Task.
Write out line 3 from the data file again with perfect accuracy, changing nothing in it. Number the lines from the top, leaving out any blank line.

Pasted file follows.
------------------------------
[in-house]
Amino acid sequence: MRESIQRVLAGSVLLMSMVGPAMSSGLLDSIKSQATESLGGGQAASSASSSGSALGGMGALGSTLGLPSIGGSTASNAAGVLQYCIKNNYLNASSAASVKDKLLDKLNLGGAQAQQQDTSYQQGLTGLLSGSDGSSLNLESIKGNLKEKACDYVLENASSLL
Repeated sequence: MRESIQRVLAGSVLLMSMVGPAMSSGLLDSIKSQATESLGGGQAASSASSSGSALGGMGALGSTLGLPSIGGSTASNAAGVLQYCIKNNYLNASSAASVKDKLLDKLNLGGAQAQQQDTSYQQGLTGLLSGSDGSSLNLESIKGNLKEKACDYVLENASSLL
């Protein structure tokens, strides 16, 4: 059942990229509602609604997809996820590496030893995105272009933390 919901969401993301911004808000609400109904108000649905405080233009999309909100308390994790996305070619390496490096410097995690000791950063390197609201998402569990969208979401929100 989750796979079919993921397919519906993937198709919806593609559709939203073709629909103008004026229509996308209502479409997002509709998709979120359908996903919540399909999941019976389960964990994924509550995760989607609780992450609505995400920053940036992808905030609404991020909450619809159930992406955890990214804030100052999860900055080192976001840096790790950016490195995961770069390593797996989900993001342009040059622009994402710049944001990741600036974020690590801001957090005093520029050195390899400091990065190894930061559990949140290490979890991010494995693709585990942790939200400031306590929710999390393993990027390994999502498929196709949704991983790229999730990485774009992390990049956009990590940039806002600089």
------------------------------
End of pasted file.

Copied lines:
Repeated sequence: MRESIQRVLAGSVLLMSMVGPAMSSGLLDSIKSQATESLGGGQAASSASSSGSALGGMGALGSTLGLPSIGGSTASNAAGVLQYCIKNNYLNASSAASVKDKLLDKLNLGGAQAQQQDTSYQQGLTGLLSGSDGSSLNLESIKGNLKEKACDYVLENASSLL